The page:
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Guyana opposition accused of holding AML bill hostage
Published on March 6, 2014 Email To Friend    Print Version

aml_committee.jpg
(L-R): Finance Minister Dr Ashni Singh, Attorney General and Minister of Legal Affairs Anil Nandlall, Chairperson of the Select Committee on AML Bill, and Presidential Advisor Gail Teixeira, and Minister in the Ministry of Finance Juan Edghill at the press conference

GEORGETOWN, Guyana (GINA) -- The Special Parliamentary Committee on the Anti-Money Laundering and Countering the Financing of Terrorism (AML/CFT) (Amendment) Bill was slated to meet again on Wednesday, but chair of that committee Gail Teixeira said that there has been no indication from the opposition that they have changed their position. The presidential advisor is of the view that the bill is being held hostage by the opposition in the select committee.

Teixeira expressed the view at a press conference on Tuesday held to provide the media with an update on developments on the bill, going into the meeting on Wednesday.

She was joined by Minister of Finance Dr Ashni Singh, Minister in the Ministry of Finance Juan Edghill and Attorney General and Minister of Legal Affairs Anil Nandlall.

“Regrettably, since February 26 there has been no indication from the AFC or APNU that they have climbed down from their maximum position of that day… from the press coverage you can see that they are continuing in the same way of ensuring the bill does not come to the House. The bill is held hostage in the committee,” Teixeira said.

At the last select committee meeting on February 26, it was revealed that the opposition, particularly the AFC, reneged on what government terms the ‘Mashramani Agreement’ (for the reason that it was made on Mash Day). The APNU rejected the president’s offer of February 10 that is for it to allow the bill agreed on, on February 9, to go forward and that the president would agree to a joint bipartisan committee to examine the opposition’s non-assented bills, as well have the prime minister make a public announcement to that effect.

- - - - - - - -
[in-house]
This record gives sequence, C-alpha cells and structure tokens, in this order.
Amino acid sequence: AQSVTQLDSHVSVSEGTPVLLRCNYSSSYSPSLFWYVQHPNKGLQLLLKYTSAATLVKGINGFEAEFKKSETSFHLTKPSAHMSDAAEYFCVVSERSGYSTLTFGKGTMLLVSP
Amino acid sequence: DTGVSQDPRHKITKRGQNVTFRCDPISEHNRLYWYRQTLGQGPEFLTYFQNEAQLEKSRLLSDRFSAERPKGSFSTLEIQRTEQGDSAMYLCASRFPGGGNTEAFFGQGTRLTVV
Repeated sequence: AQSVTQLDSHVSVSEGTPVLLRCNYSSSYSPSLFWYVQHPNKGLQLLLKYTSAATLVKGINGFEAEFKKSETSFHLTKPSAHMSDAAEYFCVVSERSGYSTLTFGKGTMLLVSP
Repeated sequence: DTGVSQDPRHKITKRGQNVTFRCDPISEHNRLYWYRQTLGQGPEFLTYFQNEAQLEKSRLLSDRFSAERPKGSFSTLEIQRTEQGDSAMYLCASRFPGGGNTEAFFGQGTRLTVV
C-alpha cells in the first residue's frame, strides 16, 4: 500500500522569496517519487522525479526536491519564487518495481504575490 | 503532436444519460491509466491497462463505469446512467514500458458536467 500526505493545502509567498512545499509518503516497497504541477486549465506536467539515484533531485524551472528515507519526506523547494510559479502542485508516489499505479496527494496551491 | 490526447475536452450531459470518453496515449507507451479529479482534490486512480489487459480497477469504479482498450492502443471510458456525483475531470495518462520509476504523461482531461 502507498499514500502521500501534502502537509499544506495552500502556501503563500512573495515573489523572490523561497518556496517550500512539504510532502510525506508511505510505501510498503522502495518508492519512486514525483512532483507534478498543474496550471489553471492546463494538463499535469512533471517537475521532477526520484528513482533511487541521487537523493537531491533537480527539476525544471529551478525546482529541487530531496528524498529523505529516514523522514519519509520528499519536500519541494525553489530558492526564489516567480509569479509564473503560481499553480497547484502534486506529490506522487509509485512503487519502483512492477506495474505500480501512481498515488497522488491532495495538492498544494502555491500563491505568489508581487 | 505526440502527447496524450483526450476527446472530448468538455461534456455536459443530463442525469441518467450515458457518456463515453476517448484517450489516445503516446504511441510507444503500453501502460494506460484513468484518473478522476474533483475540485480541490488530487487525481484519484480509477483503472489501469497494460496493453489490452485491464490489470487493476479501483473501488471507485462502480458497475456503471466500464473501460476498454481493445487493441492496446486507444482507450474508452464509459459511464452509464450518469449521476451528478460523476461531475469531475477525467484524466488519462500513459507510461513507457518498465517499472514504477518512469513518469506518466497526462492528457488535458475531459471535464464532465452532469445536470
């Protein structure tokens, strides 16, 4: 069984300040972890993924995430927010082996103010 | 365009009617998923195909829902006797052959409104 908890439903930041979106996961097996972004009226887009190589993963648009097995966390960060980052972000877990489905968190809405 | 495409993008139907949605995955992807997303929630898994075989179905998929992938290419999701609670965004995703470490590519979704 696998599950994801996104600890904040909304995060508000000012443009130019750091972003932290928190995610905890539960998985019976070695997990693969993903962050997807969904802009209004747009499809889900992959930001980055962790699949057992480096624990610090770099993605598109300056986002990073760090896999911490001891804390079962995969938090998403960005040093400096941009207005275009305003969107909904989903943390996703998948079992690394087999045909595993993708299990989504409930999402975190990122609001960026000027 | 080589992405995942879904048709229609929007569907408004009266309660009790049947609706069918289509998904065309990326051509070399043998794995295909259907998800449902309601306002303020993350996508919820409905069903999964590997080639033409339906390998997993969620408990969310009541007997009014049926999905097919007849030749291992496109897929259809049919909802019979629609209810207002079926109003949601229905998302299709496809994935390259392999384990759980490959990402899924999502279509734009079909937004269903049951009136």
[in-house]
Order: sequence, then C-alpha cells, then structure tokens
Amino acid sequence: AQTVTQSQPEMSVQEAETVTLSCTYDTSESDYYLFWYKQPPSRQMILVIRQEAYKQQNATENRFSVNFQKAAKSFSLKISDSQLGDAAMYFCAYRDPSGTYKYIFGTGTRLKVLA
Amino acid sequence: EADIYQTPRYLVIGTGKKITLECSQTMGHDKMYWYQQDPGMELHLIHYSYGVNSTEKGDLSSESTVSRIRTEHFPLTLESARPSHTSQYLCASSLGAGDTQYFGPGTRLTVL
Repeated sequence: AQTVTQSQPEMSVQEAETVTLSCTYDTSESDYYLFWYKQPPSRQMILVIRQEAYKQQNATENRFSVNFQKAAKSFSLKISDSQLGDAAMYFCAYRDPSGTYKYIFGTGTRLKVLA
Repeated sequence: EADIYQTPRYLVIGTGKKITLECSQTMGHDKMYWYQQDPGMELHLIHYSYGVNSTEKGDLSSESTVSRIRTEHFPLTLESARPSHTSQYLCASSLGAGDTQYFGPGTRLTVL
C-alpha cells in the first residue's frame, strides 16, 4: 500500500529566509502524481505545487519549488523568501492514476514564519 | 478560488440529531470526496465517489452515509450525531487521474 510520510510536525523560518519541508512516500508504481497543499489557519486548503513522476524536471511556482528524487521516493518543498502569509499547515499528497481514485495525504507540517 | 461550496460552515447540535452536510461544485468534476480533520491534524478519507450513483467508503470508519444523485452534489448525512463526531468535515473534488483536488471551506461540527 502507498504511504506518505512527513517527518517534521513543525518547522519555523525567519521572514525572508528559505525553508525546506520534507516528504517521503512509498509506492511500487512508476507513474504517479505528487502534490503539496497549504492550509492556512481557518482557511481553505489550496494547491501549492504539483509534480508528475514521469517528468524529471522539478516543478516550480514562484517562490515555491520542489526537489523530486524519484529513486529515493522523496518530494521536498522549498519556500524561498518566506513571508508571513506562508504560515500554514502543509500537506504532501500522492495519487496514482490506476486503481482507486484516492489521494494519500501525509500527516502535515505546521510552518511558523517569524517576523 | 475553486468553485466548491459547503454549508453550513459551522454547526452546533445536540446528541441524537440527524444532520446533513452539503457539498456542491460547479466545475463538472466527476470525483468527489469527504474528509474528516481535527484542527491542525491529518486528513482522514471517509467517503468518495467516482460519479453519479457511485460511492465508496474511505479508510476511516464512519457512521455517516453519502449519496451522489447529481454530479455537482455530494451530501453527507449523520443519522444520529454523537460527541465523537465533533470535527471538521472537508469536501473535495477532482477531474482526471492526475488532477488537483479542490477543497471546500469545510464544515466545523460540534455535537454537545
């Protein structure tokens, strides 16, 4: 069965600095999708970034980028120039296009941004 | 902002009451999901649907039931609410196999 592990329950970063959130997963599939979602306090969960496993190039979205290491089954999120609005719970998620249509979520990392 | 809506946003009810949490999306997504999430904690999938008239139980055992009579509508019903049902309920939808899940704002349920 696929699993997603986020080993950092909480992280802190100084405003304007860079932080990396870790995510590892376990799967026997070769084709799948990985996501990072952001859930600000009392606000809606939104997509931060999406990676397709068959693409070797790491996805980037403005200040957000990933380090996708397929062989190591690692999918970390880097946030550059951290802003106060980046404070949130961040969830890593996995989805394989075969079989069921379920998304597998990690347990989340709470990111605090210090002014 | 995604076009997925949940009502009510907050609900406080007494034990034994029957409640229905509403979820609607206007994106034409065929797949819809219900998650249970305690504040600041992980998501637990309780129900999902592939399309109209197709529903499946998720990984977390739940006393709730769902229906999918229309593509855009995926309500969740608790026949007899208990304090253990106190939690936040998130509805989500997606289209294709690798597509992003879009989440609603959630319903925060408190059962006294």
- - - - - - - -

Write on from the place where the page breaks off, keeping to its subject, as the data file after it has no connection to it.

On February 26, APNU went to the meeting with the maximum position that the only way that the bill could move from the committee was if its amendments were included, and all its non-assented bills were to be assented to and, further, a commencement order for the local government commission be issued.

The AFC’s position was for the establishment of the Public Procurement Commission, budgetary amendment for the procurement acts and a new amendment for the PPC, none of which is related to the AMLCFT Bill. But, at the last meeting, it said it wanted the APNU amendments to be included as well.

Deliberate act

Meanwhile, Singh noted that the position of the opposition in not agreeing to proceed with the bill is an indefensible one, given the fact that the opposition has the majority in Parliament and does not need the support of government to enact their amendments in the House.

The minister said, “Were they to proceed with the CFATF compliant bill, and subsequently engage government in discussions on their additional amendments, and were they unable to reach agreement with us on their amendments, they have the majority that is required to take their amendments to the House anyhow, and to enact their amendments.”